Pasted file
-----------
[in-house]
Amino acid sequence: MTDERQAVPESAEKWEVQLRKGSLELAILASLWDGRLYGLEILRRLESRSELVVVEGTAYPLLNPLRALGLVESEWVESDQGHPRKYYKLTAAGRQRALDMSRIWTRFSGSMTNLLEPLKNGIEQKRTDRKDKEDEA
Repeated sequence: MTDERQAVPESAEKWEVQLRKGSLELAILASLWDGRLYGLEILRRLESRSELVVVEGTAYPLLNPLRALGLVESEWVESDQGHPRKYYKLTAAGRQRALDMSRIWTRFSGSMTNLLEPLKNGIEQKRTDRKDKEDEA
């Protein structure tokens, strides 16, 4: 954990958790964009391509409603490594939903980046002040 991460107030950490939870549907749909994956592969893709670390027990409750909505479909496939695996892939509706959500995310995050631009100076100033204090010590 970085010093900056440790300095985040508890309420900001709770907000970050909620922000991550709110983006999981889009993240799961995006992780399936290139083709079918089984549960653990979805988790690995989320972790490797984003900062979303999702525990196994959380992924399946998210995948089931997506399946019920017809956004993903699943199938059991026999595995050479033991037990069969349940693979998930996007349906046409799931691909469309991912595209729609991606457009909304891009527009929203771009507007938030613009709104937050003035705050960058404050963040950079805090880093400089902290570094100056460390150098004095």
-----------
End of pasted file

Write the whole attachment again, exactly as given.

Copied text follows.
[in-house]
Amino acid sequence: MTDERQAVPESAEKWEVQLRKGSLELAILASLWDGRLYGLEILRRLESRSELVVVEGTAYPLLNPLRALGLVESEWVESDQGHPRKYYKLTAAGRQRALDMSRIWTRFSGSMTNLLEPLKNGIEQKRTDRKDKEDEA
Repeated sequence: MTDERQAVPESAEKWEVQLRKGSLELAILASLWDGRLYGLEILRRLESRSELVVVEGTAYPLLNPLRALGLVESEWVESDQGHPRKYYKLTAAGRQRALDMSRIWTRFSGSMTNLLEPLKNGIEQKRTDRKDKEDEA
């Protein structure tokens, strides 16, 4: 954990958790964009391509409603490594939903980046002040 991460107030950490939870549907749909994956592969893709670390027990409750909505479909496939695996892939509706959500995310995050631009100076100033204090010590 970085010093900056440790300095985040508890309420900001709770907000970050909620922000991550709110983006999981889009993240799961995006992780399936290139083709079918089984549960653990979805988790690995989320972790490797984003900062979303999702525990196994959380992924399946998210995948089931997506399946019920017809956004993903699943199938059991026999595995050479033991037990069969349940693979998930996007349906046409799931691909469309991912595209729609991606457009909304891009527009929203771009507007938030613009709104937050003035705050960058404050963040950079805090880093400089902290570094100056460390150098004095």